Hockey player's parents lead him into bankruptcy

Jack Johnson of the Columbus Blue Jackets skates against the Detroit Red Wings on November 18, 2014 at Nationwide Arena in Columbus, Ohio.
Jamie Sabau | NHLI | Getty Images
Jack Johnson of the Columbus Blue Jackets skates against the Detroit Red Wings on November 18, 2014 at Nationwide Arena in Columbus, Ohio.

As professional hockey player Jack Johnson has discovered, father (and mother) don't always know best.

The Columbus Blue Jackets player filed for bankruptcy in October, despite having earned more than $18 million prior to this season as an athlete with the National Hockey League, The Columbus Dispatch wrote. Nearly all of that money is gone, and some of $5 million he will make this season is already promised to lenders.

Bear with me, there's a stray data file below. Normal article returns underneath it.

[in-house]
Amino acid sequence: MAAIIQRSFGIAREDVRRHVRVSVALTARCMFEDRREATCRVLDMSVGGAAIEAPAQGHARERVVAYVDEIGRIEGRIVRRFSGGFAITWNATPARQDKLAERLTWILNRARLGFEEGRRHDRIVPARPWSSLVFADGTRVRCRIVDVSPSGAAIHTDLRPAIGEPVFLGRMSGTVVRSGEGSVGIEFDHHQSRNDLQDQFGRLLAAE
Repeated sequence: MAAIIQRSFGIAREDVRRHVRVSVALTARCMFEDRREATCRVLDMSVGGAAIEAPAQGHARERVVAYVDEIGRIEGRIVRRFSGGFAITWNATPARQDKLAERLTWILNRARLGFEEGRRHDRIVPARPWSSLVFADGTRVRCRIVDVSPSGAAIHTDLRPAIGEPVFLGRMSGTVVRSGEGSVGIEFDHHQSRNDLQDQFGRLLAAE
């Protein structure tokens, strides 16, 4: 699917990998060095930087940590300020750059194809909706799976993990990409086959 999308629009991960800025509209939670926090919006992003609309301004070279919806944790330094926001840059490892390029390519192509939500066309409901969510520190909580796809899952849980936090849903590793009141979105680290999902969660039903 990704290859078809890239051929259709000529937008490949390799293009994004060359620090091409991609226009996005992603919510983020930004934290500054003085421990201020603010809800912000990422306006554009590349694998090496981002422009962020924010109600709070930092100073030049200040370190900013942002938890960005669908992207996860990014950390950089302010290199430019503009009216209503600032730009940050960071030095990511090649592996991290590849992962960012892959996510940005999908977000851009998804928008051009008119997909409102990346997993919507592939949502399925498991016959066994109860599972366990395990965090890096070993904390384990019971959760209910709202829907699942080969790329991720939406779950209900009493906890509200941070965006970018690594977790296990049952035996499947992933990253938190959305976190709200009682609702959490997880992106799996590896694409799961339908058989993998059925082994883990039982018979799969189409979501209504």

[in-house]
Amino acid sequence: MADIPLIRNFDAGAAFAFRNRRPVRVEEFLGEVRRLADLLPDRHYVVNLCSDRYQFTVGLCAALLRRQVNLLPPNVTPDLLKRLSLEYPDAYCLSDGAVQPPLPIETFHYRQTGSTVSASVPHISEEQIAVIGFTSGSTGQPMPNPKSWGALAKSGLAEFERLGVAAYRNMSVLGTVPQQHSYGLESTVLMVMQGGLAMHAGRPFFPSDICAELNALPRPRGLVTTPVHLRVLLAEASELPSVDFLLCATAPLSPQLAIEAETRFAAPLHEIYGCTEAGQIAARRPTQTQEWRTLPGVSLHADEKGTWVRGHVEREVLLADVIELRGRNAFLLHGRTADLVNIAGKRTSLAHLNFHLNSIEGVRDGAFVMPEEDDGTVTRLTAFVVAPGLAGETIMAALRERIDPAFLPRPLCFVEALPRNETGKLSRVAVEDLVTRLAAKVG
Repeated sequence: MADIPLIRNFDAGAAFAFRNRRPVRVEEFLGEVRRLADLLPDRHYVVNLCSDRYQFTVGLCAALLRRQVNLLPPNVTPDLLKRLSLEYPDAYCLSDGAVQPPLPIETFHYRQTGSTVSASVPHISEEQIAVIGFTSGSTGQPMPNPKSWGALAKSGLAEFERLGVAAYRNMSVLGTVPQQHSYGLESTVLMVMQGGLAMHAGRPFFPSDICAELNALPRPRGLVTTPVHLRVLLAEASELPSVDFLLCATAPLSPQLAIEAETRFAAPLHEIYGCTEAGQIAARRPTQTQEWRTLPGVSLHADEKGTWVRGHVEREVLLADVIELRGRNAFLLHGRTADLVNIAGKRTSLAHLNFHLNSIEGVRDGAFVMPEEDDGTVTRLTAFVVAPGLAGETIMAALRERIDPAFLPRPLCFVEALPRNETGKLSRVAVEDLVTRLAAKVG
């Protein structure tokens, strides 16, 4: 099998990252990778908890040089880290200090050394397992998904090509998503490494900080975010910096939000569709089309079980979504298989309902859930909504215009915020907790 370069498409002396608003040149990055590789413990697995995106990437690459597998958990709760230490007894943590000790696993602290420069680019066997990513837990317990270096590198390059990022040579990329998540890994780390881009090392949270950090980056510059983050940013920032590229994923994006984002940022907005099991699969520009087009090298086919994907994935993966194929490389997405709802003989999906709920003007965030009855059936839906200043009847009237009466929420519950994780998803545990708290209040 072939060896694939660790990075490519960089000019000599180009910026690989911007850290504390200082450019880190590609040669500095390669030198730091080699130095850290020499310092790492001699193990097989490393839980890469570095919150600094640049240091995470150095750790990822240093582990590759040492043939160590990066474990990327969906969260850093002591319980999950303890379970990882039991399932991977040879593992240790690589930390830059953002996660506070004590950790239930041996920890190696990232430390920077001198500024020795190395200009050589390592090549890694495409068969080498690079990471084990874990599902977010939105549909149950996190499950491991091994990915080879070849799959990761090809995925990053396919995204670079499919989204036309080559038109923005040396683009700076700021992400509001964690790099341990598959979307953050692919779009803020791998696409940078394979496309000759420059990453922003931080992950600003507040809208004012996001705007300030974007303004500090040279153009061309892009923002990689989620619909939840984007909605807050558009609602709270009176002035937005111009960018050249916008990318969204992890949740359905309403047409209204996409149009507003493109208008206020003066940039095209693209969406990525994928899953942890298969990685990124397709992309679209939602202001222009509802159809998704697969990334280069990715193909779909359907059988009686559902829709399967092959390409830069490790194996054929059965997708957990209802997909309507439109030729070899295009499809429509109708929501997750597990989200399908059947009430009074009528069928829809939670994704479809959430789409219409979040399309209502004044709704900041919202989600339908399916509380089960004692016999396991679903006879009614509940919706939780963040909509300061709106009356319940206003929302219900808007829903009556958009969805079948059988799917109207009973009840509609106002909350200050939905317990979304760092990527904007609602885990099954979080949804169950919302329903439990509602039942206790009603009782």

After splitting from his agent Pat Brisson in 2008, Johnson turned to his parents, Jack Sr. and Tina, for help managing money. In a story that is all too familiar since the 2008 financial crisis, Johnson's mother took out $15 million in risky high interest rate loans in her son's name that he later defaulted on, leaving him high fees and mounting interest, according to the publication. The NHL player also faced three lawsuits because of the defaults, one of which is still pending.

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Johnson claims much of his parents' spending, including the purchase of a house in Manhattan Beach, Calif. and two cars, was made without his knowledge. In his bankruptcy filings, Johnson said he had assets of "less than $50,000" but "more than $10 million" in debts, according to The Columbus Dispatch.

For more on this story, check out The Columbus Dispatch.